In an age where there are so many cooking shows and celebrity chefs on TV, I still find Jamie Oliver’s brand of chummy, enthusiastic authenticity very watchable. To back this up he has launched a chain of Italian restaurants, Jamie’s Italian, which aside from having a boring name are pretty good. Not everything is spot on, but they are affordable, interesting and the food is of a generally high standard, especially the pasta. So his new place, Union Jacks, was top of my go-to list when it opened, especially as the menu reads like a list of my favourite things – fish fingers, ham hock, pizza, ice cream, Kentish wine and craft beer.
It is located in a recently made-over St Giles, in between Tottenham Court Road and Holborn, and the whole place is reminiscent of an outdoor shopping centre. This is not helped by the open, glass fronted restaurant, which does make the place feel too empty, exposed and not particularly relaxing, a bit like an airport coffee shop. At 9pm on a Saturday it wasn’t full, and it didn’t have the lively buzz of his Italians, perhaps a bit over designed and chainy, but the atmosphere was fine, the staff were attentive and the place looks pretty good inside.
The ethos of the restaurant is British ingredients, but Italian style, with pizzas (flatbreads) taking centre stage. All the wines are from the Chapel Down producer in Kent – most of their wines are very decent, but if you can afford to splash out on the sparkling stuff then do, this is where they excel. The multi-talented producers also have a brewery, and two of their beers are the only ones available here. The Brut, a lager, great with the full flavoured, salty pizzas and a tidy bargain at £4 a pint, and for the same price you can have the IPA, which although unspectacular is thoroughly decent and is great with some of the chilli-liberal dishes on the menu.
I could easily have ordered any of the starters, which ranges from classic, memory laden British comfort food like fish fingers and garlic mushrooms, to more modern inventions – bloody mary mussles sounds painful but is probably delicious. A plate of mini Yorkshire puddings with smoked trout read too well on the page not to order, and indeed the trout was light and sweet, and greatly enhanced by the crisp and fluffy yorkies – despite the fact they were overdone. A ham hock terrine was also not faultless – the piccalilli it came with needed more kick and bread was only offered once asked for. But at £4 for a generous serving, perfection is not required, it just needs to make you happy, and it did. In a similar trend to burgers, pizzas are getting some real attention across London, and there is no place to hide for bad examples. Thankfully Union Jack’s flatbreads are right up there with the best; ultra thin and crispy round the edges, sizable, and well seasoned. The toppings are distinct and thoughtful - sardines and fennel, roast pork crackling and blue cheese, some classic combinations but perhaps not usually seen on a pizza. The ones we tried were the chilli freak and the Red Ox. It sounds obvious, but the chilli freak is lip quiveringly hot, the multitude of colourful firecrackers spread across the pizza really doing justice to the name. Served on the side is a small pot of goats curd for dippin’, which is both delicious and effective at cooling the heat, at least for the first few slices. The braised brisket, Red Leicester and horseradish in the Red Ox gave a rich, salty and decadent flavour, and I would definitely come back for another of these. All the flatbreads were between £9 and £12.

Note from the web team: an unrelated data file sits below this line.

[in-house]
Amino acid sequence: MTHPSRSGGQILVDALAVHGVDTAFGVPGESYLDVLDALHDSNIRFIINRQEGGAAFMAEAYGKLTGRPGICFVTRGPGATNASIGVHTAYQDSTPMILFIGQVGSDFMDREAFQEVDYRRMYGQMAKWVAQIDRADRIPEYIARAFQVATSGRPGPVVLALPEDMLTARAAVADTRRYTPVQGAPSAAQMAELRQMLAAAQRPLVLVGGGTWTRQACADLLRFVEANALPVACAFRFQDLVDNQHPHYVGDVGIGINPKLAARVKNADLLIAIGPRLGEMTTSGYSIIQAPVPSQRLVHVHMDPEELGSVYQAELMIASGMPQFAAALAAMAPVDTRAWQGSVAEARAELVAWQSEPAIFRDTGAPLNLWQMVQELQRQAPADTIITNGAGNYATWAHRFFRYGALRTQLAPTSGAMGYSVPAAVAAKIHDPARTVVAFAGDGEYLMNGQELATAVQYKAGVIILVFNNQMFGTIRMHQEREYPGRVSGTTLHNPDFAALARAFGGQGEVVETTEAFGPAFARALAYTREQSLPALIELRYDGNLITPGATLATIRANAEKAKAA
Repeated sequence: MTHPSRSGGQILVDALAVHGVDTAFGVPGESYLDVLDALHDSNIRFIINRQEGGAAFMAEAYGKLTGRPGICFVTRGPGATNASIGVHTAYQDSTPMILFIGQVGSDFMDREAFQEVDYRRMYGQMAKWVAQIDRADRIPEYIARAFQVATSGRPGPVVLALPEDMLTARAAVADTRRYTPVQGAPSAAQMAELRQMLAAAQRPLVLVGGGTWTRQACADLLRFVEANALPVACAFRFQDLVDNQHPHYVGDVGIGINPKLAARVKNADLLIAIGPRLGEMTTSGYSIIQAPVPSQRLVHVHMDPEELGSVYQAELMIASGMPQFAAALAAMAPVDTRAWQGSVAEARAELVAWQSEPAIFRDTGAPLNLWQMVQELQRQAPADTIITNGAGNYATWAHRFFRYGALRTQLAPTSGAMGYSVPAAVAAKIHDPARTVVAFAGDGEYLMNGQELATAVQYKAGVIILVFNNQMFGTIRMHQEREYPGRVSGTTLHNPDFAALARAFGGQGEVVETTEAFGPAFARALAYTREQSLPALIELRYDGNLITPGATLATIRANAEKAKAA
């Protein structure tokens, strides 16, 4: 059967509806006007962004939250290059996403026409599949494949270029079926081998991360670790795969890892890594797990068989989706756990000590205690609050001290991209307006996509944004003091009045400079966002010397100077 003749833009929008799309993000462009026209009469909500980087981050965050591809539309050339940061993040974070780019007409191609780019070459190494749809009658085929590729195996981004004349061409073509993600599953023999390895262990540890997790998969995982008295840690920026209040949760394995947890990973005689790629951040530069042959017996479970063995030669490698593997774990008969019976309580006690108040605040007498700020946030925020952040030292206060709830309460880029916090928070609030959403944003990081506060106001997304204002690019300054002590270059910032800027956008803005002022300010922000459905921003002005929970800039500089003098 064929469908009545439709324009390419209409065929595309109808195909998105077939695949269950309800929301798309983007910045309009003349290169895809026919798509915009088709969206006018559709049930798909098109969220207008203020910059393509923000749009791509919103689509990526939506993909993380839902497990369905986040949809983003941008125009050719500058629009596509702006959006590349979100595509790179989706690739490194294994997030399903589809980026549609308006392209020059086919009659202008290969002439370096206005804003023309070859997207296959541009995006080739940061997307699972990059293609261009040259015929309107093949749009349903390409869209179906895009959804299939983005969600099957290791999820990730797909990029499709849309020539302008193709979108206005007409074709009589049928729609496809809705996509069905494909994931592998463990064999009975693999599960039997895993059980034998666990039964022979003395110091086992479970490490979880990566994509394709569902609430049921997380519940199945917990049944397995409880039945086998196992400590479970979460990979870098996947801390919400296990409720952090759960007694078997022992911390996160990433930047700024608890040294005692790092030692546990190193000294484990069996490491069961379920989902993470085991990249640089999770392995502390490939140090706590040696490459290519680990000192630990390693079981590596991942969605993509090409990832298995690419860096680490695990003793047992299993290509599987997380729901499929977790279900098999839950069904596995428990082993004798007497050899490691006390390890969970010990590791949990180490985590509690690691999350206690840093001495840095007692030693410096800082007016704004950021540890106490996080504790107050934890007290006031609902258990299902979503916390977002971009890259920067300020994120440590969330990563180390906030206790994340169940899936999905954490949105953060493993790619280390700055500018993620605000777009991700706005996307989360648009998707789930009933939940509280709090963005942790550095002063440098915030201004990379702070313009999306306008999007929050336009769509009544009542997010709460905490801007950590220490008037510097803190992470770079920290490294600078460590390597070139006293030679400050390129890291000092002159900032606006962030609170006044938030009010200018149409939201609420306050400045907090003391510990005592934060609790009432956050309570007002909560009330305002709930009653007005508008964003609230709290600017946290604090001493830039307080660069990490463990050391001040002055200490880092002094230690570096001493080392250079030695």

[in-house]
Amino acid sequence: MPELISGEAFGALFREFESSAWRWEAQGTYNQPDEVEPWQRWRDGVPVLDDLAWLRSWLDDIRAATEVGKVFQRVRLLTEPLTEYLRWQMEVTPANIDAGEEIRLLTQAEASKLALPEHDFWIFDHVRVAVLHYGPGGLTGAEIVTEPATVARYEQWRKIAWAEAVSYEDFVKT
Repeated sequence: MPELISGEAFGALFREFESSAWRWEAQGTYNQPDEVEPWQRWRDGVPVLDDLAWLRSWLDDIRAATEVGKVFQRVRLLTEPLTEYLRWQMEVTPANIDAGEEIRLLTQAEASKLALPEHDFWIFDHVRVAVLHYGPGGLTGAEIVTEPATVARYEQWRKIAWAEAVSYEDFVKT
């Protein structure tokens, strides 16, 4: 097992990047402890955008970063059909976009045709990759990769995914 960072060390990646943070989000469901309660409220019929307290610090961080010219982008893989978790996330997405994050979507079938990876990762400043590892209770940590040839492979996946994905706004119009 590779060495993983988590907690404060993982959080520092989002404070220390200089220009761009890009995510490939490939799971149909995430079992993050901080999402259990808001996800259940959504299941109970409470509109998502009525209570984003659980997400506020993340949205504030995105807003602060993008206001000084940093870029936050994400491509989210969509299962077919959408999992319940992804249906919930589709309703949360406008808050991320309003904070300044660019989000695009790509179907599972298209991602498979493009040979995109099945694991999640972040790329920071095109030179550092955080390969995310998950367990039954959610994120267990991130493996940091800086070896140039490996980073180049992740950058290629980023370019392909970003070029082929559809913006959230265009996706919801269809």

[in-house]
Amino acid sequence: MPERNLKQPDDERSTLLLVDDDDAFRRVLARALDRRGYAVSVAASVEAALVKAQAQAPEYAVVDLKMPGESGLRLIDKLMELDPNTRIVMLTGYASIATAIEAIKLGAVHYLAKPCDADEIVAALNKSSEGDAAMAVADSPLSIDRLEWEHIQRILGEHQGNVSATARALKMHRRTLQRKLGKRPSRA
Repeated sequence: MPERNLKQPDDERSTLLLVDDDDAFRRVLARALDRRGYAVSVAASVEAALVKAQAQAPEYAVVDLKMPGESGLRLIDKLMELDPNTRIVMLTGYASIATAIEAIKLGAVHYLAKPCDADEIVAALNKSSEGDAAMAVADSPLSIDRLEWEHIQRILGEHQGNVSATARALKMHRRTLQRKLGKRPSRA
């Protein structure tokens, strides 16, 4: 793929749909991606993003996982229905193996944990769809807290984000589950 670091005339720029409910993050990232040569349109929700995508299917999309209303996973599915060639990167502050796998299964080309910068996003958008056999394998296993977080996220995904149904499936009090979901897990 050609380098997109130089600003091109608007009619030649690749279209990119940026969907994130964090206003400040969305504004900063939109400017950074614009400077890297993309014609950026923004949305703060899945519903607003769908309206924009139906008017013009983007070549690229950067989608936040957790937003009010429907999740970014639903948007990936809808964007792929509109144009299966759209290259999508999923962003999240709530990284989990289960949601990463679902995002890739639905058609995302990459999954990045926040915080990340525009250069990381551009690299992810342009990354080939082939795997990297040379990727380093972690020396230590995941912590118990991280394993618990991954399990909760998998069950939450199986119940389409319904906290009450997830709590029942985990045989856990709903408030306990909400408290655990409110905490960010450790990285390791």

A whole bunch of things we wanted for desert weren’t available, notably the Snickers ice cream, but we consoled ourselves with coffee and chocolate flavours, and a ‘retro’ arctic roll, which were all above average, especially the coffee ice cream which was dark, bittersweet and grown up. Add in brisk, pleasant service (which is not included in the bill, refreshingly), the very decent food and the £50 we paid for 3 courses and a couple of beers each, and this is definitely another ready-to-roll concept from Jamie which will be welcome in most high streets, and soon will be. Where it will actually be better suited is outside of the relentless competition and scrutiny of the capital, in smaller towns where they can really improve the culinary landscape and take on a more local, relaxed feel, which this original flagship restaurant will never be able to achieve given its location and design. I hope this concept succeeds and grows, it deserves to.